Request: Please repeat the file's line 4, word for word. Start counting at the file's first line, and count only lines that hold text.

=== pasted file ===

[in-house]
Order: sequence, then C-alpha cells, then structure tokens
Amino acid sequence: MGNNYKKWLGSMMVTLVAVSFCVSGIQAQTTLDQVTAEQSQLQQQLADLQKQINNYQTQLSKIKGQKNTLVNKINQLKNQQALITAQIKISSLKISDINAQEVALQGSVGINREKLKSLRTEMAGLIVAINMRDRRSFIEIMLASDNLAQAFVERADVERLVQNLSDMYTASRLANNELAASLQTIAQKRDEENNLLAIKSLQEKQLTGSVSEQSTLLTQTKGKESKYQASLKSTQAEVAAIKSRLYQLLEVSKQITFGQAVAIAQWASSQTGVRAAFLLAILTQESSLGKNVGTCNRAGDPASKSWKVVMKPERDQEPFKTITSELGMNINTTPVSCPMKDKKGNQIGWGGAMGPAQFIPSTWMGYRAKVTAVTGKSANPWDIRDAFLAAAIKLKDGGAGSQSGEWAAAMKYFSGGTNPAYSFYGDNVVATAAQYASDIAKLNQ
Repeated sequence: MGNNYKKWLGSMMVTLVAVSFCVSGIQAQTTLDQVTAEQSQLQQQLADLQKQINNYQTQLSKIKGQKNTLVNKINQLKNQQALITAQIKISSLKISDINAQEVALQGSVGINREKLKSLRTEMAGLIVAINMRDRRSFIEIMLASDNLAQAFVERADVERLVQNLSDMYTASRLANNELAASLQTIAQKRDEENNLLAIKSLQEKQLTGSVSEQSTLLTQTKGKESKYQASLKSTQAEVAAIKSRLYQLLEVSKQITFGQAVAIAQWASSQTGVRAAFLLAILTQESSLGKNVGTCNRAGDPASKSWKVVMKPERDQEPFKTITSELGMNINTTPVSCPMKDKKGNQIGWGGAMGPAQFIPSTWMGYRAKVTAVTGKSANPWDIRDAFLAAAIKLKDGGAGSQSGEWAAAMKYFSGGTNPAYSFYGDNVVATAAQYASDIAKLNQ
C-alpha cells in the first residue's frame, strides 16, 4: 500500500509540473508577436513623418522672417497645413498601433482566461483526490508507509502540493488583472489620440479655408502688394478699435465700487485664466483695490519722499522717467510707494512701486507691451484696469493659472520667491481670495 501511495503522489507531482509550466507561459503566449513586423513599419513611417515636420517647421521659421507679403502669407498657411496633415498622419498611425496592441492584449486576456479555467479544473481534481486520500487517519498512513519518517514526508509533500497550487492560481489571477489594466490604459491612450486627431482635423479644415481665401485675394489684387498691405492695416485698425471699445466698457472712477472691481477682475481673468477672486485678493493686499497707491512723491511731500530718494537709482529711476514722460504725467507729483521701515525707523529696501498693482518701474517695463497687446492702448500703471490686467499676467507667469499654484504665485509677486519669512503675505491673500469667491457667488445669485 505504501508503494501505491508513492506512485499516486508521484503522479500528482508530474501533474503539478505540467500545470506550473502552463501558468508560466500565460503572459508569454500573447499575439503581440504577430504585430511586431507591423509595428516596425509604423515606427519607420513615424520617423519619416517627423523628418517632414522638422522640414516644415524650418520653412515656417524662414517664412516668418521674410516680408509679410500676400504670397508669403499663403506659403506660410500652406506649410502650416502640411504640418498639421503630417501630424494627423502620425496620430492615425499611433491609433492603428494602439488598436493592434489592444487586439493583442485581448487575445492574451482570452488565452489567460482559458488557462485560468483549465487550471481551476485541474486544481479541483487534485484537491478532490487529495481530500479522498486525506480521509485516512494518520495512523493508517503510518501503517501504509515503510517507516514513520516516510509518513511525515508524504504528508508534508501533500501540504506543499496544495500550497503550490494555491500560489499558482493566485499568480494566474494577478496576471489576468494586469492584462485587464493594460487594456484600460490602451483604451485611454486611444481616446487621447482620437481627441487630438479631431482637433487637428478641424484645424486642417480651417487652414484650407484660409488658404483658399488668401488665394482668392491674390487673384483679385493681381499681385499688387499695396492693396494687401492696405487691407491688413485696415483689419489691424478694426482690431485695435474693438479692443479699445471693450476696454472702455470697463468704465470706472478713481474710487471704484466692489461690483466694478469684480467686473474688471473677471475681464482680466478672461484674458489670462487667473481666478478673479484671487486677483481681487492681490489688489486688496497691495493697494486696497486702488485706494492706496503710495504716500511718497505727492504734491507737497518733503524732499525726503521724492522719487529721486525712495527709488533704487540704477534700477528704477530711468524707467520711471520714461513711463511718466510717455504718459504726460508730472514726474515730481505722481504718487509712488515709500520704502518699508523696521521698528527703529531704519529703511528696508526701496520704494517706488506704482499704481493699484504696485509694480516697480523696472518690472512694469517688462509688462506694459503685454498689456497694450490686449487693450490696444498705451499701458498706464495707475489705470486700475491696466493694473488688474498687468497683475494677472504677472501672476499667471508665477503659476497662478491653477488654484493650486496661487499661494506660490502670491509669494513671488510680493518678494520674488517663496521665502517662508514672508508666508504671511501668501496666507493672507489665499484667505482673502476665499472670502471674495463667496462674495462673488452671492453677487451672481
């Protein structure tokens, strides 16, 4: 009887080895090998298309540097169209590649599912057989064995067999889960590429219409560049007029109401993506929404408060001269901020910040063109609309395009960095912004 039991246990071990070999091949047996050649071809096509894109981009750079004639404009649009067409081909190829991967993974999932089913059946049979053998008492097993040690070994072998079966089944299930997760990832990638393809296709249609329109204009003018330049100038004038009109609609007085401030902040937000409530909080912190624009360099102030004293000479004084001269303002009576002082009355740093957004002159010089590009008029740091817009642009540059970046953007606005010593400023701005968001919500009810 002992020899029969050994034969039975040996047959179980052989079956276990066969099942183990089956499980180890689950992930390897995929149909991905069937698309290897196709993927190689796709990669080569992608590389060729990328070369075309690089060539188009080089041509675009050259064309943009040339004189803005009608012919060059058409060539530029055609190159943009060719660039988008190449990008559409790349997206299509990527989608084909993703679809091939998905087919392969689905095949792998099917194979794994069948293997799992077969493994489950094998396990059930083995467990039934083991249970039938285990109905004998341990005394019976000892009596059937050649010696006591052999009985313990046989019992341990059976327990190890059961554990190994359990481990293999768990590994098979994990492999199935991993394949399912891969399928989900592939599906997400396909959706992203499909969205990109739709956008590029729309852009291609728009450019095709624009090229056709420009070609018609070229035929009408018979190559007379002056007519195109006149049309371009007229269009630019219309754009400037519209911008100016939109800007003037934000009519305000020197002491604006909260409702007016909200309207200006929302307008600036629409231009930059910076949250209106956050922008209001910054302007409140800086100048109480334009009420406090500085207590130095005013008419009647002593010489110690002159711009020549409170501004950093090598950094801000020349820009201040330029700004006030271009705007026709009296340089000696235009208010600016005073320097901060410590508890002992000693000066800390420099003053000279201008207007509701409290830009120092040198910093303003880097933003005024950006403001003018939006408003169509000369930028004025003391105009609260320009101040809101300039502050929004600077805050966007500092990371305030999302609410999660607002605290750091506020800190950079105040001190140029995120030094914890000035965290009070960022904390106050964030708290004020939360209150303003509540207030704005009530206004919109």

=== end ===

Repeated sequence: MGNNYKKWLGSMMVTLVAVSFCVSGIQAQTTLDQVTAEQSQLQQQLADLQKQINNYQTQLSKIKGQKNTLVNKINQLKNQQALITAQIKISSLKISDINAQEVALQGSVGINREKLKSLRTEMAGLIVAINMRDRRSFIEIMLASDNLAQAFVERADVERLVQNLSDMYTASRLANNELAASLQTIAQKRDEENNLLAIKSLQEKQLTGSVSEQSTLLTQTKGKESKYQASLKSTQAEVAAIKSRLYQLLEVSKQITFGQAVAIAQWASSQTGVRAAFLLAILTQESSLGKNVGTCNRAGDPASKSWKVVMKPERDQEPFKTITSELGMNINTTPVSCPMKDKKGNQIGWGGAMGPAQFIPSTWMGYRAKVTAVTGKSANPWDIRDAFLAAAIKLKDGGAGSQSGEWAAAMKYFSGGTNPAYSFYGDNVVATAAQYASDIAKLNQ